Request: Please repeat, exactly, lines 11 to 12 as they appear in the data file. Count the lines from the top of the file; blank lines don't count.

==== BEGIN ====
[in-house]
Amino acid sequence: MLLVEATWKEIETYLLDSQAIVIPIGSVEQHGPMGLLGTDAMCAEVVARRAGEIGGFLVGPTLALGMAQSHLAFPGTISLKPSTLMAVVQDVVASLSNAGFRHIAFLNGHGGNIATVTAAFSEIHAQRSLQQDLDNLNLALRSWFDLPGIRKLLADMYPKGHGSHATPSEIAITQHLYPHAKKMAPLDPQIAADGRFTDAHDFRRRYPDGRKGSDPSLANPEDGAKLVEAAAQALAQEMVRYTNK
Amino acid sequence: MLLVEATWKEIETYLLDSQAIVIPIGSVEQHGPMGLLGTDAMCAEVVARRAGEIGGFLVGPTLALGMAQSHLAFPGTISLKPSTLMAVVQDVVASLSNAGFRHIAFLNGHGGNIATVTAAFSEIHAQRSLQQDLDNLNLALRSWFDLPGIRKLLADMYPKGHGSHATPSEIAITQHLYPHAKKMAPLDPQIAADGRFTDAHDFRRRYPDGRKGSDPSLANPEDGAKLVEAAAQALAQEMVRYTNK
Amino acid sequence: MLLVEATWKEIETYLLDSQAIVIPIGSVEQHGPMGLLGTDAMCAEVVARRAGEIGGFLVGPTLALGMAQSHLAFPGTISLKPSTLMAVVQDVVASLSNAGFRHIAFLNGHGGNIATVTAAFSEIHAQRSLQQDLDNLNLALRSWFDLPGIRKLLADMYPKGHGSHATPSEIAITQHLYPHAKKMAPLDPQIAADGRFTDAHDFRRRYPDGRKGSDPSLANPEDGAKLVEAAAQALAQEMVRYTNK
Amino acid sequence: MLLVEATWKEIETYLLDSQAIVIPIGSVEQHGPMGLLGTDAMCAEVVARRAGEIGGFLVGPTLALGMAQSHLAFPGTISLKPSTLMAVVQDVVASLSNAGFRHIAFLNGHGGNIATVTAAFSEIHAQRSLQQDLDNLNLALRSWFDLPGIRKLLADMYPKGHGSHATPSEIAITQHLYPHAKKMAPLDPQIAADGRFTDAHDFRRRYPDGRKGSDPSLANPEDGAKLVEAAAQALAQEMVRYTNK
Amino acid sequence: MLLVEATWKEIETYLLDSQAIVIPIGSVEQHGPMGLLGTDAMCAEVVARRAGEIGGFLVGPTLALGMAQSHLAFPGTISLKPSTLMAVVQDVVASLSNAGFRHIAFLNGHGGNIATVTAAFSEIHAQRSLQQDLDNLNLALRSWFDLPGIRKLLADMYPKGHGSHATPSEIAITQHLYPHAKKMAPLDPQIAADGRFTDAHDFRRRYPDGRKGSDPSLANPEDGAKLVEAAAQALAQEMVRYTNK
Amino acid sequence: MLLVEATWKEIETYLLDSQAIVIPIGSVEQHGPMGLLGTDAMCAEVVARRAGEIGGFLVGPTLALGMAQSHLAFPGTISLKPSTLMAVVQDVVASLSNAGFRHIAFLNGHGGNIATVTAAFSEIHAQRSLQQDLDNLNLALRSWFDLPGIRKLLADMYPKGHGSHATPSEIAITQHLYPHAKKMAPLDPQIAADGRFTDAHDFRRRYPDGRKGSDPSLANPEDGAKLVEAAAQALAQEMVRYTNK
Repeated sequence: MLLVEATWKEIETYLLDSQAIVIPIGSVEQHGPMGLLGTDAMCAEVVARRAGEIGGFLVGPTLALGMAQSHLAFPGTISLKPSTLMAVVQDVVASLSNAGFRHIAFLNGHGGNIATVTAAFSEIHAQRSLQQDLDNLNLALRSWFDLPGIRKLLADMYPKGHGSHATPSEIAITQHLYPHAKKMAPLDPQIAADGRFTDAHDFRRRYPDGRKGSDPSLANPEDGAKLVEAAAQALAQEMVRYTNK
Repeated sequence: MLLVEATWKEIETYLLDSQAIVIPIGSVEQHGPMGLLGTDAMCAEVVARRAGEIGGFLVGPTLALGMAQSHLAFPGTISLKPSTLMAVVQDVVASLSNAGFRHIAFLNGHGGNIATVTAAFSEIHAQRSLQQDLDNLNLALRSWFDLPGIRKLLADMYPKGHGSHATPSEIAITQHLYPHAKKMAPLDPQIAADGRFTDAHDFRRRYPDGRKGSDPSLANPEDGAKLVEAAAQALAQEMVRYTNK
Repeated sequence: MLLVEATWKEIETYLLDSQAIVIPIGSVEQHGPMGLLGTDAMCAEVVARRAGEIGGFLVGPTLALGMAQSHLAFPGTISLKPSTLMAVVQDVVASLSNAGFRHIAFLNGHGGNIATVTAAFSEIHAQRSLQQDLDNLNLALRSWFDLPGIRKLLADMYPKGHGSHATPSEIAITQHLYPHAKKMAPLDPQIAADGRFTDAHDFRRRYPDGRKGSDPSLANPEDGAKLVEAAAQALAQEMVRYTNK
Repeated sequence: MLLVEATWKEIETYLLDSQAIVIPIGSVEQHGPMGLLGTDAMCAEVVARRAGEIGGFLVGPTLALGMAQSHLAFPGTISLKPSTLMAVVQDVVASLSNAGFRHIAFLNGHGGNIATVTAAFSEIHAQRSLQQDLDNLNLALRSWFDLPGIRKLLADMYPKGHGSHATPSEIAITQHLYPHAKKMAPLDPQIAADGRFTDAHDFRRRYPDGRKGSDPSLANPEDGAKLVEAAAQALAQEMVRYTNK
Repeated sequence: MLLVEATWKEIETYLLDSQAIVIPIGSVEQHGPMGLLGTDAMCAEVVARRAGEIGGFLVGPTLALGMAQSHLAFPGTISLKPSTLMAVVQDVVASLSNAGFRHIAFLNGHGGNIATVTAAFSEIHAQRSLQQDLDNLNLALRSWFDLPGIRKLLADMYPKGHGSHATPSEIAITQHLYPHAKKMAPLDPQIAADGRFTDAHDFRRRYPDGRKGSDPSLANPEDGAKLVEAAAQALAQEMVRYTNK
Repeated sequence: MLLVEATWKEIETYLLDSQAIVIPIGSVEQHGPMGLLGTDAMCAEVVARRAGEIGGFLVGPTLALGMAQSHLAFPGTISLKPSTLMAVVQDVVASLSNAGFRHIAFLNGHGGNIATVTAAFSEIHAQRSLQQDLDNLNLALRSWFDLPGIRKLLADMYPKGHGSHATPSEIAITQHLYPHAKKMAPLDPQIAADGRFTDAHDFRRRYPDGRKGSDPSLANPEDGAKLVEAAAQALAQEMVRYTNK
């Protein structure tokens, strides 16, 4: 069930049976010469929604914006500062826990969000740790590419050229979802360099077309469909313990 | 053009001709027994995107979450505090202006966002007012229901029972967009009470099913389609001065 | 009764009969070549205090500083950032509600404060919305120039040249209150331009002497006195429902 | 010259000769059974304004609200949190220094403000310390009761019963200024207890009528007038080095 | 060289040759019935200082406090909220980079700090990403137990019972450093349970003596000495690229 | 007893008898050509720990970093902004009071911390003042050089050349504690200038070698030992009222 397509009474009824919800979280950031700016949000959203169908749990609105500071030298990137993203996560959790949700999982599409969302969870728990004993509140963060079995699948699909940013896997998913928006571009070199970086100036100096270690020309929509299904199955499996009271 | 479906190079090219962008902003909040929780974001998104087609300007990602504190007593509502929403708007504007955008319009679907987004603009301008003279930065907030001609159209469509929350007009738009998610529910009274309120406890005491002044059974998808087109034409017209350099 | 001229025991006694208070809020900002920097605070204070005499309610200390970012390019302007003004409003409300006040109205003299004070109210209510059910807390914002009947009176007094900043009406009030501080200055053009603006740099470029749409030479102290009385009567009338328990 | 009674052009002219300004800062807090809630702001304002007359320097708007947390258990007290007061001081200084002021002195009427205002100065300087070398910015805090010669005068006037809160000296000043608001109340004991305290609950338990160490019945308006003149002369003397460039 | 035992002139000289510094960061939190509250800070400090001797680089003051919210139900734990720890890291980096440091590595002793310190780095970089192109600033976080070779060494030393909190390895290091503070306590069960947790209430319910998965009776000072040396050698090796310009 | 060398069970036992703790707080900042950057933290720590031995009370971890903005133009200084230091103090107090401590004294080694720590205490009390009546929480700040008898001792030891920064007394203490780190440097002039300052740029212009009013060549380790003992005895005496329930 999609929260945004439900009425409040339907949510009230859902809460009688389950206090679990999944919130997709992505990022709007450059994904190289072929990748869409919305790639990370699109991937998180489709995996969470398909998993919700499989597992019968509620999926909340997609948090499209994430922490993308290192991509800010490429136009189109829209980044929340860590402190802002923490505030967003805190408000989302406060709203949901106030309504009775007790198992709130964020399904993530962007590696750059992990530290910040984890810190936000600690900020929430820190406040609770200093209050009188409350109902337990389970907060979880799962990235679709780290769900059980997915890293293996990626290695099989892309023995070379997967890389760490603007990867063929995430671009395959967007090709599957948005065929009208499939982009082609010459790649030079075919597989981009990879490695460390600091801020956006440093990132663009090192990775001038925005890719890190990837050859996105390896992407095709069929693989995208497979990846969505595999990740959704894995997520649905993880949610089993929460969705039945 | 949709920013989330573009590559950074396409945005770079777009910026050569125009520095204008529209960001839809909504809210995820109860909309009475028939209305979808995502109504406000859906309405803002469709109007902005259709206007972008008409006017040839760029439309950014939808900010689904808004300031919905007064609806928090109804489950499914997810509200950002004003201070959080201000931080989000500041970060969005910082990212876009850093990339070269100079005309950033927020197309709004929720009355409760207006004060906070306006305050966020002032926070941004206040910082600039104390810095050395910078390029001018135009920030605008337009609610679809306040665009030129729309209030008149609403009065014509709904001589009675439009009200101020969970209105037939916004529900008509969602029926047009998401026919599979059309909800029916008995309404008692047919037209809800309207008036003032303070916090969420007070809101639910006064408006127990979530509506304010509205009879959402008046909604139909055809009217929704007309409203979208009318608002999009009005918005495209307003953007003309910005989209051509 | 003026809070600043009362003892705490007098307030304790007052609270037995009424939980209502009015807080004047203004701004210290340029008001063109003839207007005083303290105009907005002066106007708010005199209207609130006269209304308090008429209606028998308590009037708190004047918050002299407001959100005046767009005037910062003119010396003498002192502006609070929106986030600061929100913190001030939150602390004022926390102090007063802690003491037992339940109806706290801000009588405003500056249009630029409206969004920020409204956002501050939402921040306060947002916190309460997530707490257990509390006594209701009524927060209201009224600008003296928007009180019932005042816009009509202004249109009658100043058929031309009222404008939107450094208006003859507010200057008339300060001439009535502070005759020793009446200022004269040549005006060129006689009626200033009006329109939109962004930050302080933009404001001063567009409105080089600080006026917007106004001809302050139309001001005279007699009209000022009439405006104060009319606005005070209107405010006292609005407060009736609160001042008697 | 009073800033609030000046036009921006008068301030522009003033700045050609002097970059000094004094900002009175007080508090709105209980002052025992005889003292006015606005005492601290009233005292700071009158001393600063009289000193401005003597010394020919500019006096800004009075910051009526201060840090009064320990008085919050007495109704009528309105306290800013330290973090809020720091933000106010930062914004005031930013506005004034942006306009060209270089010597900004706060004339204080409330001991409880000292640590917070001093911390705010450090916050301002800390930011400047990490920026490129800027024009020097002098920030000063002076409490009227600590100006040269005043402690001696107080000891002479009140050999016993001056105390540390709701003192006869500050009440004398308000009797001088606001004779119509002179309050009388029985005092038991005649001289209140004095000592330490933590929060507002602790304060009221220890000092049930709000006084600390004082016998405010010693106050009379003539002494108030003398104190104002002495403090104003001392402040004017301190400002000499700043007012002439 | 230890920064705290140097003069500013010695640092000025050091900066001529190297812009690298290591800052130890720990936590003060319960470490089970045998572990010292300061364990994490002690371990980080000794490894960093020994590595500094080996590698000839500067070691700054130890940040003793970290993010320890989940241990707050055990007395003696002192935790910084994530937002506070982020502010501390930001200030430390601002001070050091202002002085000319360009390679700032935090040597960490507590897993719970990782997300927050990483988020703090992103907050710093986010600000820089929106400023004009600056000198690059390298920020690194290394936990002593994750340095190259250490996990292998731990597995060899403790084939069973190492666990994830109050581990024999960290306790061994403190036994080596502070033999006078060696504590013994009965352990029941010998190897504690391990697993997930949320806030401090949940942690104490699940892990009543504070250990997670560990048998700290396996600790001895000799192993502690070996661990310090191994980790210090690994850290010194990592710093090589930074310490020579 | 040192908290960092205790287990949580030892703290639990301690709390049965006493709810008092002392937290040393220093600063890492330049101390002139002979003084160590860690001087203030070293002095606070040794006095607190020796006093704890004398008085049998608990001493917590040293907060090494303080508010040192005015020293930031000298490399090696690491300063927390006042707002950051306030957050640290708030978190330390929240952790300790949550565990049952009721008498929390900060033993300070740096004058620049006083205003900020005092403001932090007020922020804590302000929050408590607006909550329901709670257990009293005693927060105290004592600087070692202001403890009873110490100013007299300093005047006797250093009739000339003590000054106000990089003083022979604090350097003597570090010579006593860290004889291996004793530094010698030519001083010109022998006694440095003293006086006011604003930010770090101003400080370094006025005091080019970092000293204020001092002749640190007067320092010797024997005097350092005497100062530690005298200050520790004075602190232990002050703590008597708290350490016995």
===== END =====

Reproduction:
Repeated sequence: MLLVEATWKEIETYLLDSQAIVIPIGSVEQHGPMGLLGTDAMCAEVVARRAGEIGGFLVGPTLALGMAQSHLAFPGTISLKPSTLMAVVQDVVASLSNAGFRHIAFLNGHGGNIATVTAAFSEIHAQRSLQQDLDNLNLALRSWFDLPGIRKLLADMYPKGHGSHATPSEIAITQHLYPHAKKMAPLDPQIAADGRFTDAHDFRRRYPDGRKGSDPSLANPEDGAKLVEAAAQALAQEMVRYTNK
Repeated sequence: MLLVEATWKEIETYLLDSQAIVIPIGSVEQHGPMGLLGTDAMCAEVVARRAGEIGGFLVGPTLALGMAQSHLAFPGTISLKPSTLMAVVQDVVASLSNAGFRHIAFLNGHGGNIATVTAAFSEIHAQRSLQQDLDNLNLALRSWFDLPGIRKLLADMYPKGHGSHATPSEIAITQHLYPHAKKMAPLDPQIAADGRFTDAHDFRRRYPDGRKGSDPSLANPEDGAKLVEAAAQALAQEMVRYTNK